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Women and Migration: Promoting health all through the migration experience . Blandine Mollard – Project Officer, Gender Issues Coordination, IOM. Hacet t epe University Symposium-11 march 2010. Overview of women’s migration today Health challenges and opportunities posed by women’s migration
Women and Migration: Promoting health all through the migration experience
Blandine Mollard – Project Officer, Gender Issues Coordination, IOM
Hacettepe University Symposium-11 march 2010
Health challenges and opportunities posed by women’s migration
IOM responses and ideas for further action
Africa(46.8%): steady increase in female migrants
Asia (44.6%):Femalemigration dominate in some countries.
Europe (52.3%):in 2010 female migrants will represent of all migrants
Northern and Latin America and the Caribean: 50%
Arab Region: male migrants far outnumber women
Turkey: in 2010, 52% of all migrants will be womenAt the regional level: high disparities
Labour migrants (regular or irregular), long-term, seasonal/temporary
Secondary migrants within family regrouping
Refugees or asylum seekers
Victims of traffickingHow do women migrate?
Migrate more and more independently
Forced movements hold gender specific risks for women
Although women are affected by same push and pull factors as men:
Choice of migration channels– priority to smugglers, no information on asylum grounds,…
Vulnerability to human trafficking, betrayal in the family/intimate partner.
Levels of gender inequalities in CoO condition the migration experience.
High risk of physical and sexual abuse from smugglers, other migrants, law enforcement and border management officials,…
Reduced acess to hygiene facilities. No access to contraceptives or reproductive health services. Increased risk of HIV/AIDS or STI.
In detention or in case of deportation, high risks of rape and increased vulnerability for pregnant women.
Gender influences the type of legal status migrant women enjoy
and the opportunities to integrate to the labour markertGender as a determinant of migrants’ health status
Migrant women’s immigration status is often tied to their partner, father, or employer, creating dependance and reluctance to report domestic violence. Irregular migrants reluctant to acess health providers by fear of deportation.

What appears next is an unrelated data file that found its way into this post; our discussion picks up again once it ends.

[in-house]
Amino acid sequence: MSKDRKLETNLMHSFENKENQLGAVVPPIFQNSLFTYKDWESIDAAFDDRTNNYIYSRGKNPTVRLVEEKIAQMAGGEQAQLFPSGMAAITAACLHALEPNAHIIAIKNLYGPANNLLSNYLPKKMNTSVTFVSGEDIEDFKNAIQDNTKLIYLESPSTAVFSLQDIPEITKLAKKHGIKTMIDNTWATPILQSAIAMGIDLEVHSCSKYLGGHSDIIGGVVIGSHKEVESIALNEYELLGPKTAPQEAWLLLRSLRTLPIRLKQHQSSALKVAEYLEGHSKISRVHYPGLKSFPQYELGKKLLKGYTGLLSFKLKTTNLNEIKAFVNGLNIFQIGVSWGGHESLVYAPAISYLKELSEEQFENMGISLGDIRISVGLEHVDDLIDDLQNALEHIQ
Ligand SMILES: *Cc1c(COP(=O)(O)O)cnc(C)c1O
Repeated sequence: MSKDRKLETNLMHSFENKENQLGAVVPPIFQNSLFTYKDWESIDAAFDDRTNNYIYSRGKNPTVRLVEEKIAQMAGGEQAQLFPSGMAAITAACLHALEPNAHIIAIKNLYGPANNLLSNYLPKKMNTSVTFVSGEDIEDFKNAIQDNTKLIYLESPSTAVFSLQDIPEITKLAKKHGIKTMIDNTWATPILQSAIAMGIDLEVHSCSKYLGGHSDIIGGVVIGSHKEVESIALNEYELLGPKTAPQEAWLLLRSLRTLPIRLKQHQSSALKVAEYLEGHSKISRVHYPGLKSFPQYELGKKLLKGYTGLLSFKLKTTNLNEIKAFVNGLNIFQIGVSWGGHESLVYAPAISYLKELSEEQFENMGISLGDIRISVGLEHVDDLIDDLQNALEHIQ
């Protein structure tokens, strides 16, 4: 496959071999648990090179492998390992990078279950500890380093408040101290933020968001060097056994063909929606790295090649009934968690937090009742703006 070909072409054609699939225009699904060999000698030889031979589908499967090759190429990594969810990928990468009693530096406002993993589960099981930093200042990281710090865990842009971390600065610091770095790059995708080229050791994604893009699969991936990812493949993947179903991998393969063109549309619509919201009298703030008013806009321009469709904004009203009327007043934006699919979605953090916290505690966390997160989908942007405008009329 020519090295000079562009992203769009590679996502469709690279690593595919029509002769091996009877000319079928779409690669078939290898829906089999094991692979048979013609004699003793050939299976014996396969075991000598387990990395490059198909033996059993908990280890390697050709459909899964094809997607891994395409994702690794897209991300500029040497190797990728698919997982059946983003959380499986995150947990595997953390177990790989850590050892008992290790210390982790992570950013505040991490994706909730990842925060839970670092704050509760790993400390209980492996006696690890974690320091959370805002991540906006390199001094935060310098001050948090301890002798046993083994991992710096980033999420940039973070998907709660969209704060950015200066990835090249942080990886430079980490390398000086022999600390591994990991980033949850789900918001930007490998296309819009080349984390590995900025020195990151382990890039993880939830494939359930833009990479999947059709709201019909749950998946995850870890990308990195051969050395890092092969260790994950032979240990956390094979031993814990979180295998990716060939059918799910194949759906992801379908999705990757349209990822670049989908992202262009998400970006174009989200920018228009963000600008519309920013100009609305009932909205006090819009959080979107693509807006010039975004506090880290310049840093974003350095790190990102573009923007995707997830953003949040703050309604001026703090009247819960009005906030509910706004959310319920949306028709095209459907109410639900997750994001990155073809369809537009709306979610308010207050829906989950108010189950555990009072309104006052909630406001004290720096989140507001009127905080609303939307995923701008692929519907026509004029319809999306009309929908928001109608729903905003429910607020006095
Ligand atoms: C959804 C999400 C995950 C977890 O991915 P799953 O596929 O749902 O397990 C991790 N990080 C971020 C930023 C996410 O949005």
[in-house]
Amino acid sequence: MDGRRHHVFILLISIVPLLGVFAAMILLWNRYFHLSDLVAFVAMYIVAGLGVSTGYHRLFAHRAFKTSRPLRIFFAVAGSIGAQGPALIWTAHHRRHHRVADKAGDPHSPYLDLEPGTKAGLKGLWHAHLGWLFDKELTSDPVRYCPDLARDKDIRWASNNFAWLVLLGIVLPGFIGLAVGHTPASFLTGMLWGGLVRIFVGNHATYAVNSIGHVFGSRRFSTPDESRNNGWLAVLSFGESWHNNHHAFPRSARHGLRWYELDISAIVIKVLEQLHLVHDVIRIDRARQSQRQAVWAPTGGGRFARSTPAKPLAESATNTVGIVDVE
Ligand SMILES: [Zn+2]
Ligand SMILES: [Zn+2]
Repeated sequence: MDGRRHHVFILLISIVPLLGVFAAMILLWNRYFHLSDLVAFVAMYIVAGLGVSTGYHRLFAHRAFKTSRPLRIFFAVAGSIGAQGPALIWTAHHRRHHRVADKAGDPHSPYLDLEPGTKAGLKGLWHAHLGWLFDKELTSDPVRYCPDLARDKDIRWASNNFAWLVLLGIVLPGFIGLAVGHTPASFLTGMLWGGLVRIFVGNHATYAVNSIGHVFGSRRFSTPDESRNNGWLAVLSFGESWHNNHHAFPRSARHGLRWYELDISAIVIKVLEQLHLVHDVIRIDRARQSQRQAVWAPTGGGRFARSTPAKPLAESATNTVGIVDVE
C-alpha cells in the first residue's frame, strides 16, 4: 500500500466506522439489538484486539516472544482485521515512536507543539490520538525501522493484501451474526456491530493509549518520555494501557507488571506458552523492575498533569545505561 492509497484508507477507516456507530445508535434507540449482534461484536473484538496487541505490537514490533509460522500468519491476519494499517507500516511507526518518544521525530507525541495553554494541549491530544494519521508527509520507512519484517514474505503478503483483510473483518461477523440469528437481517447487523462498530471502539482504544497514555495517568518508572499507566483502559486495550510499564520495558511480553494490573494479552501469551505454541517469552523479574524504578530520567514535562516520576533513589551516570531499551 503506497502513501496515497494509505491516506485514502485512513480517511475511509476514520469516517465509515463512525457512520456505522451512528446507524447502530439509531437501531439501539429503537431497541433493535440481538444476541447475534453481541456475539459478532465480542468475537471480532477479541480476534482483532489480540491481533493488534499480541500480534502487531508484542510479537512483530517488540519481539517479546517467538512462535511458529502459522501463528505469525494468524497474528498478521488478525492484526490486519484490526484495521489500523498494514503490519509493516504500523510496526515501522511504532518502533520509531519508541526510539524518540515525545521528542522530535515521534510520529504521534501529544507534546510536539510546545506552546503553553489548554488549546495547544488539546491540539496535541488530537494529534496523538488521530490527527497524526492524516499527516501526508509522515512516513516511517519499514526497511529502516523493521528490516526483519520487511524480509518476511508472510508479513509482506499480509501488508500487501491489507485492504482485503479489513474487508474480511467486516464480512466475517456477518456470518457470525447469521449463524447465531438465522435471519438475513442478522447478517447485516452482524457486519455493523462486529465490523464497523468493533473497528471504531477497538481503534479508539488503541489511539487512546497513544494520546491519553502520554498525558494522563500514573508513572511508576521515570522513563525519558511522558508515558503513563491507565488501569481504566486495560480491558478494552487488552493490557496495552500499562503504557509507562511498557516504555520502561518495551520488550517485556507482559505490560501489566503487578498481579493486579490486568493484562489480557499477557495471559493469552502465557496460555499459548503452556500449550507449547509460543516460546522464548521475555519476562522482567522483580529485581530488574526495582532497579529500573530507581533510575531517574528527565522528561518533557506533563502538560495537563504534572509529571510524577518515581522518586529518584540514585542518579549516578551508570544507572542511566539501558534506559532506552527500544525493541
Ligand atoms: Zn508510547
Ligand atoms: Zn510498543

Migrant women concentrated in occupations poorly regulated, high level of health risks and injuries and exposure to psychological, physical and sexual abuse.
integrate socially in host societyGender as a determinant of migrants’ health status
Language proficiency and cultural barriers will impact the acess to health information and services.
Lack of migrant-friendly health services have disproportionate impact on women.
Lack of family planning services increase likelihood of unwanted pregnancies
Forced and early marriages
Female genital mutilationsGender as a determinant of migrants’ health status
Those health consequences can strongly impede their integration
Migrants’ remittances support health, food and education expenses, thus improving the well being of communities left-behind
New roles and behaviours for migrants and families left behind:
Income provider, greater participation in community decision-making;
Migration triggers new norms in migrants’ families: Higher age of marriage, lower fertility, greater educational expectation for girls, greater labour force participation. UNDP Human Development Report 2009
Change of status of women within the household can lead to better health for her and her children but can also trigger gender-based violence.Migration brings opportunities for health
Preventing human trafficking:
Through its programme, IOM estimates a third of victims of trafficking are mothers.
IOM launched a nationwide public information campaign to raise awareness of human trafficking’s impact on children and families.
An advertisement entitled “Have You Seen my Mother?” was broadcasted on TV channels and cinemas throughout Turkey.
IOM Turkey has facilitated and been managing the government owned 157 helpline for trafficked persons since May 2005. As of February 2010, 157 helpline coordinated the rescue of 165 trafficked persons in Turkey.
Research and guidance:
Caring for Trafficked Persons: Guidance for Health Providers
Training health providers
Adressing Female Genital Mutilation
In Geneva, as part of a project to address Female Genital Mutilation among 4 migrant communities, IOM has been informing and sensitizing health professionals.
A symposium was held
-to inform them of the consequences of FGM on women’s and girls’ reproductive, sexual and mental health,
-to encourage the exchange of best practices in providing the best medical care, psychological support
-to build networks for the protection of girls.
Advocate for the inclusion of migrant women in policies and programs
Remove barriers to SRH services for migrant women – regardless of immigration status
Improve health response for the most vulnerable migrants (women migrants who are victims of violence)
Develop initiatives to eradicate the culture of violence against women, as a root cause of trafficking and exploitation of women and girls.
Train health providers to respond to GBV among migrants
Promote regular migration for the benefit of allKey recommendations
Migration is not a health risk but the conditionssurrounding the migration process can lead to increased vulnerability
Need to tackles problems in accessing comprehensive reproductive health services affect the health of migrant womenKey messages
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